Despite the global and pervasive reality of human mobility, many western nations are framing migration as a security risk requiring a criminal justice response. Drawing on developments in the criminology of mobility, the social construction of difference, critical citizenship studies, and social movement theory, we develop an alternative theoretical framing of migration. We examine ways that the contemporary formation of citizenship and irregularity do bordering via the multiplication of citizenship categories that operate relationally and performatively to border subjectivities and construct differences. Drawing on illustrative examples from the United States and Spain, we then analyze the potential of local citizenship performances to undo borders and bridge the divide between irregularity and citizenship, with national and global implications for substantive and juridical rights. Reframing migration as a social movement and conceptualizing citizenship as a performance that reflects political struggle acknowledges the power of ordinary people to challenge borders from below.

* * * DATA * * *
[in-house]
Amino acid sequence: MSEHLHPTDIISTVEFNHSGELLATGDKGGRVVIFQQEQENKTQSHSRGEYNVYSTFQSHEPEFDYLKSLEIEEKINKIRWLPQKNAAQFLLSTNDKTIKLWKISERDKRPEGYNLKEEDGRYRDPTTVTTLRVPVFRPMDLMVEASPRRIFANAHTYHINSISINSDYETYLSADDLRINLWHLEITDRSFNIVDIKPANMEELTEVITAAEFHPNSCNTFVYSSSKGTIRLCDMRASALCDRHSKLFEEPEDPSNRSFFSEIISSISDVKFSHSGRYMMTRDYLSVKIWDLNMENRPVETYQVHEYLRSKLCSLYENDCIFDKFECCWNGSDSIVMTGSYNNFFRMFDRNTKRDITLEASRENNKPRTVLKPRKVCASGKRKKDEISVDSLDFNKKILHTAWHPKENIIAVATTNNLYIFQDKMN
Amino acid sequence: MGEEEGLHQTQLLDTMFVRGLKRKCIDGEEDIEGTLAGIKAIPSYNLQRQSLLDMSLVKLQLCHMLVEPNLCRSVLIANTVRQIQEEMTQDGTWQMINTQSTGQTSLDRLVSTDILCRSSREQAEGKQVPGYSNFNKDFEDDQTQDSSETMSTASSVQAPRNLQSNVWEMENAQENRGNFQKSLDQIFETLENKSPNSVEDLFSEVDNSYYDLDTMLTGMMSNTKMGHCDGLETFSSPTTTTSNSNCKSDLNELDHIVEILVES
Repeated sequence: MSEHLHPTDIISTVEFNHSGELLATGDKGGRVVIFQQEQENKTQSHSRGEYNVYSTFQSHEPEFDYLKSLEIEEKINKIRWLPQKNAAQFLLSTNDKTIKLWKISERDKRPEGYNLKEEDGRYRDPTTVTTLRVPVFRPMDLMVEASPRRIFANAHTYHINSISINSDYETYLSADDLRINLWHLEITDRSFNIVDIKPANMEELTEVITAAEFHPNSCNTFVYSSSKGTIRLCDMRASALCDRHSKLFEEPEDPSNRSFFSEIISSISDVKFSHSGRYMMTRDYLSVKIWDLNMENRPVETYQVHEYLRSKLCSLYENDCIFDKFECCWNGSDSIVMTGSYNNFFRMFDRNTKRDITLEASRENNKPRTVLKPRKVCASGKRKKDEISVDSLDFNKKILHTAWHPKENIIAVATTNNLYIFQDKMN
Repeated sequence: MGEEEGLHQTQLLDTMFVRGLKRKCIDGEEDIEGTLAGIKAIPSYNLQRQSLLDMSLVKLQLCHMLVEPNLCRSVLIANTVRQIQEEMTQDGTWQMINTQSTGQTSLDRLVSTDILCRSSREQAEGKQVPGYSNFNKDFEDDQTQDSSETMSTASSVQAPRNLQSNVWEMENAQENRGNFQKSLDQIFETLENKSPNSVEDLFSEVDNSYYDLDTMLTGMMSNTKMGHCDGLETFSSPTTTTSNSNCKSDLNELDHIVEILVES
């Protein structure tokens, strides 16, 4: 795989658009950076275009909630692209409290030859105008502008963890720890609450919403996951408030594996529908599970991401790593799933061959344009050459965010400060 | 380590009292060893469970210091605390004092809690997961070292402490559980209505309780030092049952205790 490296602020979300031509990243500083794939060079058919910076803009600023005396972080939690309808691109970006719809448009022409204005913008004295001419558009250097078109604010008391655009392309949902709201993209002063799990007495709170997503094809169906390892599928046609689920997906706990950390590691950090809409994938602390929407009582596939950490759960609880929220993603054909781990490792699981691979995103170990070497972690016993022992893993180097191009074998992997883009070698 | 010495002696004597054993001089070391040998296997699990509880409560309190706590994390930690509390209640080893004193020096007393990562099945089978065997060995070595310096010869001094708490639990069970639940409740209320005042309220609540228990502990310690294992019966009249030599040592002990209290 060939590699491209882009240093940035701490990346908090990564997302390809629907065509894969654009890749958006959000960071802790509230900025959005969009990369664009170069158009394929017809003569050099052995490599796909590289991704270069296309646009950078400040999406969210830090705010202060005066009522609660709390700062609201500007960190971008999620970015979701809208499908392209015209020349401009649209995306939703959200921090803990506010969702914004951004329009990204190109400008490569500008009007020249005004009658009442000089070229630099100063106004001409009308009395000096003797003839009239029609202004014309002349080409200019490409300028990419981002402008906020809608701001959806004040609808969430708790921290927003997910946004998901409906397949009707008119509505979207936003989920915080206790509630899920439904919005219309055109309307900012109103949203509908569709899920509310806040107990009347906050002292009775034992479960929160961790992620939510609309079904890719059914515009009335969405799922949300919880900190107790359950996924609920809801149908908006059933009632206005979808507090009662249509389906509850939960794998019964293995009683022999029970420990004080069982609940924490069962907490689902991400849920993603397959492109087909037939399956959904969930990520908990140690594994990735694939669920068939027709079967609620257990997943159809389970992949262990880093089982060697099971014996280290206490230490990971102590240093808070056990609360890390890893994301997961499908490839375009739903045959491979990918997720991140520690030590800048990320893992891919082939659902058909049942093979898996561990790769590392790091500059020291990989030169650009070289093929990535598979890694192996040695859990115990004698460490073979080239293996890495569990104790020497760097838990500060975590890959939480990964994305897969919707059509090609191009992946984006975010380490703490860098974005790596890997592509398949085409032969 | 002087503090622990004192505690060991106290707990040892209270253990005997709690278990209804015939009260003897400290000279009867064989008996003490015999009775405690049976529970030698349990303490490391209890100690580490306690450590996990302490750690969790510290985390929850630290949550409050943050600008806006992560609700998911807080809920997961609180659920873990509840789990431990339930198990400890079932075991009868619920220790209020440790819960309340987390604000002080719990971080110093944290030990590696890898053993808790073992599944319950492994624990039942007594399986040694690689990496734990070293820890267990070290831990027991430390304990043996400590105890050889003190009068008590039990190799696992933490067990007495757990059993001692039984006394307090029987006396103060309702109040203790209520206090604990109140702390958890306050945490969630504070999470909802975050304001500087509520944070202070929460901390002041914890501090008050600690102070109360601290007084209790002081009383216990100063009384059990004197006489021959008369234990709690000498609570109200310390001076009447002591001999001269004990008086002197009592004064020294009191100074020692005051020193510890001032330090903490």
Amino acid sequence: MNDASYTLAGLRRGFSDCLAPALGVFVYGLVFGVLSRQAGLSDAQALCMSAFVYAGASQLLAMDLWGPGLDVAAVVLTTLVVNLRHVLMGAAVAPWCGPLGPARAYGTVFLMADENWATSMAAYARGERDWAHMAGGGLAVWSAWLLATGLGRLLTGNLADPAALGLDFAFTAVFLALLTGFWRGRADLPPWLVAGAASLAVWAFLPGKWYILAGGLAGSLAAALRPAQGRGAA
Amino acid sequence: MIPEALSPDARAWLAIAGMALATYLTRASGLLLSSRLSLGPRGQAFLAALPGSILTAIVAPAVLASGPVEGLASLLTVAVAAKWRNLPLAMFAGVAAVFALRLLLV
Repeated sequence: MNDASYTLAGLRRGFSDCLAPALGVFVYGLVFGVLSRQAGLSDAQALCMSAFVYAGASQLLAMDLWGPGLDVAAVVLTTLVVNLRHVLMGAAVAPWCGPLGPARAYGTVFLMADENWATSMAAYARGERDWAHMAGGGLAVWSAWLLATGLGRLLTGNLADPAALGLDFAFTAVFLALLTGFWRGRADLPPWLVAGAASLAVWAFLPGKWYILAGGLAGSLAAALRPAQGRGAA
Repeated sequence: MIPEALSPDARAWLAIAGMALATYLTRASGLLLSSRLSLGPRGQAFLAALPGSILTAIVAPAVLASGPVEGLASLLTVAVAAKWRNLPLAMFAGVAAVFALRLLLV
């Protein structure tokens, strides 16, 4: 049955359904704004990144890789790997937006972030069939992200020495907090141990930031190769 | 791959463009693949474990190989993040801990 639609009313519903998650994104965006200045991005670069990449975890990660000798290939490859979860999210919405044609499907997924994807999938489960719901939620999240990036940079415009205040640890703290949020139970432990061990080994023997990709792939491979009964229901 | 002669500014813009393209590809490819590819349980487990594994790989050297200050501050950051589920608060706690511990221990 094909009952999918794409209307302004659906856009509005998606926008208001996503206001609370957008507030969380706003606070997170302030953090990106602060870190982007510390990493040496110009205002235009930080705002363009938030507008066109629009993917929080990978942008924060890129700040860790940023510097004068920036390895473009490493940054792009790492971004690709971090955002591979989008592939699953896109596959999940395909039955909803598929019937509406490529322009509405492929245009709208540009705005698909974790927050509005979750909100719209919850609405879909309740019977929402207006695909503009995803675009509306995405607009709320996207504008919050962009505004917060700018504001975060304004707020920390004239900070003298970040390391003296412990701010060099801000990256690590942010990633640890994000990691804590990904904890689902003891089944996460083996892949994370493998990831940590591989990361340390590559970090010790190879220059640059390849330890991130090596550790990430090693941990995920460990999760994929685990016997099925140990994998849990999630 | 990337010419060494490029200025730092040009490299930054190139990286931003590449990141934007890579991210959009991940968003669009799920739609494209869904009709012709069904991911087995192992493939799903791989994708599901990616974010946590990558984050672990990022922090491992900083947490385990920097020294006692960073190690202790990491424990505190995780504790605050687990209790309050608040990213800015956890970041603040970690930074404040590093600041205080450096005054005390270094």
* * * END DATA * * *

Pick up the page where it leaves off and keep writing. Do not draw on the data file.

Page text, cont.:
- criminological theory
ASJC Scopus subject areas
- Pathology and Forensic Medicine
- Sociology and Political Science